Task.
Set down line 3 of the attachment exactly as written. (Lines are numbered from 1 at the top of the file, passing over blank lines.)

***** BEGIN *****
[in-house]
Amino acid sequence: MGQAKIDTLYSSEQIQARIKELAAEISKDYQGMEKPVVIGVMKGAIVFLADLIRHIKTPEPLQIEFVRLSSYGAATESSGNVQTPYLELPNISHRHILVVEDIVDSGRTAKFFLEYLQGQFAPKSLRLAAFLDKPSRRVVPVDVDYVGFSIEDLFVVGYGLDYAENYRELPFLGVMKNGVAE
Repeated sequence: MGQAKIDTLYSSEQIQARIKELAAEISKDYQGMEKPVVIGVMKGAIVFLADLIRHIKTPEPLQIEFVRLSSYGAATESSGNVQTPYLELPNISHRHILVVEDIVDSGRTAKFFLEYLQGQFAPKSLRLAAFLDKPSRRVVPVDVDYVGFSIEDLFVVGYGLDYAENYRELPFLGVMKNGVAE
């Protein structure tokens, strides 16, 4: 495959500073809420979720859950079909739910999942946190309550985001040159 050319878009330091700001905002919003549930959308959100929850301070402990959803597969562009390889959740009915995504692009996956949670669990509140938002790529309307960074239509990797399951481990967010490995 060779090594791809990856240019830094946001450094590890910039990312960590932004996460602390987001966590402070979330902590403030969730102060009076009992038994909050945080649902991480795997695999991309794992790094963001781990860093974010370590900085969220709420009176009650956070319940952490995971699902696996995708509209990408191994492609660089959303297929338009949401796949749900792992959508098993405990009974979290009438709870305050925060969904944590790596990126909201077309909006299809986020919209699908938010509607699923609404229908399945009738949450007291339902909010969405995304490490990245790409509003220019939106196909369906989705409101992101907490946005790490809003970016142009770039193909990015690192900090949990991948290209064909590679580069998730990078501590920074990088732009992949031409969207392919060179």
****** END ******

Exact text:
Repeated sequence: MGQAKIDTLYSSEQIQARIKELAAEISKDYQGMEKPVVIGVMKGAIVFLADLIRHIKTPEPLQIEFVRLSSYGAATESSGNVQTPYLELPNISHRHILVVEDIVDSGRTAKFFLEYLQGQFAPKSLRLAAFLDKPSRRVVPVDVDYVGFSIEDLFVVGYGLDYAENYRELPFLGVMKNGVAE